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Campaigners condemn government proposals to strengthen powers to crack down on climate activists

PROPOSALS at Westminster to strengthen powers to crack down on environmental and climate protests were condemned by campaigners today. 

Home Office Minister Baroness Williams of Trafford pushed for a series of changes to the Police, Crime, Sentencing and Courts Bill after green groups including Insulate Britain and Extinction Rebellion (XR) staged protests targeting major roads in recent months.

Claiming that climate activists had “overstepped the line,” the Tory peer said that there should be tougher sentences for blocking motorways and roads and that police officers should be allowed to stop and search anyone at a protest “without suspicion” for “locking-on.”

Activists with a history of causing serious disruption could also face being banned by the courts from attending certain protests.

Opposition peers strongly criticised the proposals and the fact that they were introduced after the Bill had gone through the Commons.

Labour former shadow attorney general Baroness Chakrabarti, who was previously director of human rights group Liberty, said: “This suite looks to me, smells to me, tastes to me a lot like anti-terror legislation of the kind that I have always opposed as being disproportionate and counterproductive.”

Green Party peer Baroness Jones of Moulsecoomb added: “This is nothing more than a naked attack against civil liberties and a crackdown on protest and we must oppose it for both what it is and how it’s been done.”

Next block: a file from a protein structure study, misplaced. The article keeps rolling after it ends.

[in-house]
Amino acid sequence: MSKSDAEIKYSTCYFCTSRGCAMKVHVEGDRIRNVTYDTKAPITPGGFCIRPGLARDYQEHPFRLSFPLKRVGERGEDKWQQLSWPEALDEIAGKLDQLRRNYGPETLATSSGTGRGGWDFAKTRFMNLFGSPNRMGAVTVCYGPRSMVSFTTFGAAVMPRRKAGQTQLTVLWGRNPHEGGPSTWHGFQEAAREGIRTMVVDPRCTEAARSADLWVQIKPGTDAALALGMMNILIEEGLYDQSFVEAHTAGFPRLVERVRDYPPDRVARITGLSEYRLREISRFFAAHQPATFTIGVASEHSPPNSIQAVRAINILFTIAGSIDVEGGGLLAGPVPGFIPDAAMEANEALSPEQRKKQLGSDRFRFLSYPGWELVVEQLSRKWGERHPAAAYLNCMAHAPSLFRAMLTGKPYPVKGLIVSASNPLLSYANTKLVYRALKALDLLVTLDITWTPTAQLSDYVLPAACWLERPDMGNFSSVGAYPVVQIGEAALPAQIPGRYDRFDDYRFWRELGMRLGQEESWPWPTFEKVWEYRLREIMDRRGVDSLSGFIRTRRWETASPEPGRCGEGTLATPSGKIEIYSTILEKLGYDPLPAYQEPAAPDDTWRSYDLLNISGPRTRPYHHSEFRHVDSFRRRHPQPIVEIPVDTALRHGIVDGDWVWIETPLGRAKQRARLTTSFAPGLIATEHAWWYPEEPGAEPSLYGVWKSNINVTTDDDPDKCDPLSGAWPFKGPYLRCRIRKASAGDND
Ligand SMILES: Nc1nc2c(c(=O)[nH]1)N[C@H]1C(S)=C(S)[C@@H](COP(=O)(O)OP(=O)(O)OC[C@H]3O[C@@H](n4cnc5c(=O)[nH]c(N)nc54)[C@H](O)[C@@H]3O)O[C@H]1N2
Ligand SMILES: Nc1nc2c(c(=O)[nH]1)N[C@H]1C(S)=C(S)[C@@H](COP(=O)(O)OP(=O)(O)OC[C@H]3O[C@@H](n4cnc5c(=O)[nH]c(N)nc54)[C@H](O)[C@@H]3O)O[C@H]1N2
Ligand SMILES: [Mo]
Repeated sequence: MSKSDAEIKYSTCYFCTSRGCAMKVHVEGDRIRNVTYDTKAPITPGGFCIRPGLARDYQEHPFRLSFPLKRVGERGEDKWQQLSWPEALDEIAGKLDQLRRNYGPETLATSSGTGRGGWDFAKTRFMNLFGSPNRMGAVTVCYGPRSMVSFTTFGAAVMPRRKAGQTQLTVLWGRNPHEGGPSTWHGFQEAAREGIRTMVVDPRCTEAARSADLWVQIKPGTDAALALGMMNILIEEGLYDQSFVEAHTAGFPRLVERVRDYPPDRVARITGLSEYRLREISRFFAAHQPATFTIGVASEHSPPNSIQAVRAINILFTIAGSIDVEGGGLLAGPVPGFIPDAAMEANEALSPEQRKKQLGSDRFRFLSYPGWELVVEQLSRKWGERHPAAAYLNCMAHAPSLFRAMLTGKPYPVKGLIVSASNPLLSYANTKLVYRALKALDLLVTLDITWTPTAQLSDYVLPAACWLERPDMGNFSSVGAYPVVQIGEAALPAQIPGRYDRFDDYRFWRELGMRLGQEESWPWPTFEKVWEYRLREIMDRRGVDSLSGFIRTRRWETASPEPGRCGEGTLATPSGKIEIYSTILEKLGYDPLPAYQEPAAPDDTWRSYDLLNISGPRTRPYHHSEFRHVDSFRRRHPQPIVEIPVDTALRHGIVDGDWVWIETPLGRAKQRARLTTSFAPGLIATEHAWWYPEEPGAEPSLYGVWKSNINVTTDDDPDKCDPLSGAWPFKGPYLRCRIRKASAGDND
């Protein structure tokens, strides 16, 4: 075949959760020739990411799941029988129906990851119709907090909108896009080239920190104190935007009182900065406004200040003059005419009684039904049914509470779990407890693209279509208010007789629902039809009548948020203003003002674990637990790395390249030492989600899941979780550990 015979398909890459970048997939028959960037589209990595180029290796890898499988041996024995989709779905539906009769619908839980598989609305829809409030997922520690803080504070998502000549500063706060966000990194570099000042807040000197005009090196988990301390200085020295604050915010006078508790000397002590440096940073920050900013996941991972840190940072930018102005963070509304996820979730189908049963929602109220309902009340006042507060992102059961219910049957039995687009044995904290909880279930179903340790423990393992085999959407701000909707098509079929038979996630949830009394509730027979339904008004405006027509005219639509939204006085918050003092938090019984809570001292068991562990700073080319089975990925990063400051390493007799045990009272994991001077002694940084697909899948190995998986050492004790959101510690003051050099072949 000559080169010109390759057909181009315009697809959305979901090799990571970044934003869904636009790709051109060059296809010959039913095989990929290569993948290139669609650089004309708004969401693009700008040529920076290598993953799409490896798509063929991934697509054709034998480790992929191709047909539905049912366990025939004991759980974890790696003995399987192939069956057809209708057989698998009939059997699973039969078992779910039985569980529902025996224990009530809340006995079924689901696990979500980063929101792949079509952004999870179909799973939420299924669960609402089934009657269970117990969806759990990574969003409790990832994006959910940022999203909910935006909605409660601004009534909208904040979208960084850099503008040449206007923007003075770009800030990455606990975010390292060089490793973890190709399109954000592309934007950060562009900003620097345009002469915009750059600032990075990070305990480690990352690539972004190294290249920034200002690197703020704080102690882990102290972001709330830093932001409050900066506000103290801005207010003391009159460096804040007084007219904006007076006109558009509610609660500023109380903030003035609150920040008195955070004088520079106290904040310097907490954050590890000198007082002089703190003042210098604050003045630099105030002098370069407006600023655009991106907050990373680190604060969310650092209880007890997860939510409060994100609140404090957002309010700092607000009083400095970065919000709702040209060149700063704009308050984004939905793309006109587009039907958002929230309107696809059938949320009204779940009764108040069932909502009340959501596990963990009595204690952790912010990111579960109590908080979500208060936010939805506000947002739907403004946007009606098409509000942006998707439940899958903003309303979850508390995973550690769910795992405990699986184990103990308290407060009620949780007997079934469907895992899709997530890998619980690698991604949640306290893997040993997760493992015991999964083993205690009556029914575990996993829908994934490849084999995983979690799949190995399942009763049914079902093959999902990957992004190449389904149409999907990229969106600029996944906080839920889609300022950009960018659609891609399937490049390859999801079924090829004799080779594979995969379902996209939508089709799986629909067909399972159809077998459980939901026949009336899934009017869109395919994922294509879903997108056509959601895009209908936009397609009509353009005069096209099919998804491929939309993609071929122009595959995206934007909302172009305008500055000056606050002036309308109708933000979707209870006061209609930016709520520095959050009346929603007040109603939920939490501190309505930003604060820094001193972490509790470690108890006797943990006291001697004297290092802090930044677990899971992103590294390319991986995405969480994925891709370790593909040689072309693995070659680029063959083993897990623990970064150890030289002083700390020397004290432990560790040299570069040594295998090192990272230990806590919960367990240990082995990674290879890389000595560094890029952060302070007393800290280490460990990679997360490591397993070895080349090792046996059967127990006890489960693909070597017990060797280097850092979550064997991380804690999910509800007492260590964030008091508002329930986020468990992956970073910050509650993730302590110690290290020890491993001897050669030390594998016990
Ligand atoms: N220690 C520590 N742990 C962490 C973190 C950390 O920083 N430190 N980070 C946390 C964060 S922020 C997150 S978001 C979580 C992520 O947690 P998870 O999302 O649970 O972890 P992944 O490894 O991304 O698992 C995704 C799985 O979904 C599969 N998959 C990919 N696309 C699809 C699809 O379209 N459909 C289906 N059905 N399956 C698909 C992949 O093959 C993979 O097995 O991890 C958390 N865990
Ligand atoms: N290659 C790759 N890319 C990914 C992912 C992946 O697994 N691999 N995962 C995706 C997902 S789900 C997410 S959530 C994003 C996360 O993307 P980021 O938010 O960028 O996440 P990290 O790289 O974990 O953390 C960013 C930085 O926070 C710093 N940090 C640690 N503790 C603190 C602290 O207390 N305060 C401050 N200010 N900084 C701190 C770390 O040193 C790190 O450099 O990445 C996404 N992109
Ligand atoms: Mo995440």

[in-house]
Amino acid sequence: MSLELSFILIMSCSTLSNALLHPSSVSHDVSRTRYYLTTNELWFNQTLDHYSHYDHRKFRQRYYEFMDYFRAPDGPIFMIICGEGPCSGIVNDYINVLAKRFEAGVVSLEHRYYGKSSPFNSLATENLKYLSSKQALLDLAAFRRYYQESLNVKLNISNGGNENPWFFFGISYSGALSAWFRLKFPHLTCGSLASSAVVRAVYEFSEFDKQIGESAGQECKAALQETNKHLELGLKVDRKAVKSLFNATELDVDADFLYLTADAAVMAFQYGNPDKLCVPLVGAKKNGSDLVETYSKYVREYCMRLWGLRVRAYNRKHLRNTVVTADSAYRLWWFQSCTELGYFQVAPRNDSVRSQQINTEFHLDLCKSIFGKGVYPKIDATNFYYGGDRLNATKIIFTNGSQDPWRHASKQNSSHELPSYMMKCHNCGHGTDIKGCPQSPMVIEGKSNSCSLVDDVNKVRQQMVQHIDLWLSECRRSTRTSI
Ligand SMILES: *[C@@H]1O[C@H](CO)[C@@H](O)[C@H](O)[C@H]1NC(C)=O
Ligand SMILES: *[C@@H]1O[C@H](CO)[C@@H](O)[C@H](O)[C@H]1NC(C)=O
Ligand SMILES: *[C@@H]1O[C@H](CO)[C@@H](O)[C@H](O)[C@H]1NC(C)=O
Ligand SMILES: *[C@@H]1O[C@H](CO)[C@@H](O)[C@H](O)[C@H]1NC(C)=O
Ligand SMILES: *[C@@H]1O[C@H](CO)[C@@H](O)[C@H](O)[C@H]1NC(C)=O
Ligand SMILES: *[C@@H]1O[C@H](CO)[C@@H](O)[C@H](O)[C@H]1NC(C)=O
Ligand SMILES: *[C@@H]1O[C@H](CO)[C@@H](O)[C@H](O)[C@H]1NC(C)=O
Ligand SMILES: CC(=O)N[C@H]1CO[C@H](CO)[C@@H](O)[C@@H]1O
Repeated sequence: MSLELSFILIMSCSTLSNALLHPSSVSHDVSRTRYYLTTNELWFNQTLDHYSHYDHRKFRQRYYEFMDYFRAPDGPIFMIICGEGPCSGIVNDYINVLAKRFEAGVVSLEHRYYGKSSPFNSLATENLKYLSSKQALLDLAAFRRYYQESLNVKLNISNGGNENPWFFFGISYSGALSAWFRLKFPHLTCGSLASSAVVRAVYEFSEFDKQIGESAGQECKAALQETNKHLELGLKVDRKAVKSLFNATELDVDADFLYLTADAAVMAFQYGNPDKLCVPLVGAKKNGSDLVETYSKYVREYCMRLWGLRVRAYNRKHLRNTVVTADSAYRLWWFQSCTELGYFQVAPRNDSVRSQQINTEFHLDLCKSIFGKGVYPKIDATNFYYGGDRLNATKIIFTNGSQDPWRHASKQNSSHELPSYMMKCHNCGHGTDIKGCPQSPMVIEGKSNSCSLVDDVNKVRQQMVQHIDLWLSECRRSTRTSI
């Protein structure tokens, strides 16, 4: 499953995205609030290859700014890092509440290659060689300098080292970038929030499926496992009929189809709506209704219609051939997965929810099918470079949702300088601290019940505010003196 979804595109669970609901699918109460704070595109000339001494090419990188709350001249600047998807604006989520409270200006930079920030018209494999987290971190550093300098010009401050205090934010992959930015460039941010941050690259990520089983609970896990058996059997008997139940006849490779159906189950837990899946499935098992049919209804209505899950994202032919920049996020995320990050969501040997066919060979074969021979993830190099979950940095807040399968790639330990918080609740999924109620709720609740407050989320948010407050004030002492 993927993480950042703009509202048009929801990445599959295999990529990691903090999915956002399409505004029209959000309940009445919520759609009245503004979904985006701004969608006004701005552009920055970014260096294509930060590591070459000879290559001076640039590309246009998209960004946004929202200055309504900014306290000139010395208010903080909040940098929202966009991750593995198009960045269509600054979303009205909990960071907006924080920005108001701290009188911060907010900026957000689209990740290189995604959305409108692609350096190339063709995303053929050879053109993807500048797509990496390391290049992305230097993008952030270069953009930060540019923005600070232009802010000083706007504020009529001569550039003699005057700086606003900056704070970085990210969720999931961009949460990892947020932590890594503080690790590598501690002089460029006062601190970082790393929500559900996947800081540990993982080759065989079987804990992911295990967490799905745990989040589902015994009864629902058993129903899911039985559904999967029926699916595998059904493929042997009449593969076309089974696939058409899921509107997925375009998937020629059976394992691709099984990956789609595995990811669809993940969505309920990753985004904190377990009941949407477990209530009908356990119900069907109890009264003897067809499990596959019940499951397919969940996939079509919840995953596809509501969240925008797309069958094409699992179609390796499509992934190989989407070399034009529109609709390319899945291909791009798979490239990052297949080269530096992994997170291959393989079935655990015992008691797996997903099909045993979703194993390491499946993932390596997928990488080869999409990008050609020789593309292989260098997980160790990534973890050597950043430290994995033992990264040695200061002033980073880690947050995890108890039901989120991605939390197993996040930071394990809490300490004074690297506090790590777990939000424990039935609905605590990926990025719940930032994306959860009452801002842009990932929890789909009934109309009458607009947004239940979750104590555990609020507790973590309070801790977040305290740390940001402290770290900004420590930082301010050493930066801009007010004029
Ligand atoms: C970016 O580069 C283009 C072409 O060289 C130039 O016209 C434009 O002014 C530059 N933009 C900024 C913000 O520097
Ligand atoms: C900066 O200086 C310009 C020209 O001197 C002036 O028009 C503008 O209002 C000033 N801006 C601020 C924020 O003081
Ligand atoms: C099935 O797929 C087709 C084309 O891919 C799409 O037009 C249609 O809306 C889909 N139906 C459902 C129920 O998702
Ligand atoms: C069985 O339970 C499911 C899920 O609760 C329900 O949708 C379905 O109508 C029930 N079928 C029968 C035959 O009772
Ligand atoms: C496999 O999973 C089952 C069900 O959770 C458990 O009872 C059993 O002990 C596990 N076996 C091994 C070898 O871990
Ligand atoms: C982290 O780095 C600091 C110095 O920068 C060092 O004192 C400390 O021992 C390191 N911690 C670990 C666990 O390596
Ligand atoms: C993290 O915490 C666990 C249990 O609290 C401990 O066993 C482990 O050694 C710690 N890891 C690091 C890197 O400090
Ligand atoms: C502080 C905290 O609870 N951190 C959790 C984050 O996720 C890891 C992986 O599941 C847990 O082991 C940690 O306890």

The provisions come on top of other contentious curbs on demonstrations proposed in the legislation, including powers to impose conditions on protests judged to be too noisy.

Baroness Williams said that she was “disappointed” by the objections, while warning that peers “should be in no doubt” that the proposals would be brought back at the report stage.

“This suite of new measures is necessary to protect the public from the unacceptable levels of disruption we have seen as a result of the reckless and selfish tactics employed by some protest organisations in recent weeks,” she said.

Liam Norton of Insulate Britain said: “This is an inevitable consequence of non-violent civil resistance. The paradigm has shifted and ordinary protest is no longer suitable.

“The physical reality of climate change means that we are at risk of losing the 200 years of progress gained by social movements here in the UK.

“We either step into non-violent civil resistance or become a bystander to the greatest crime in human history.”


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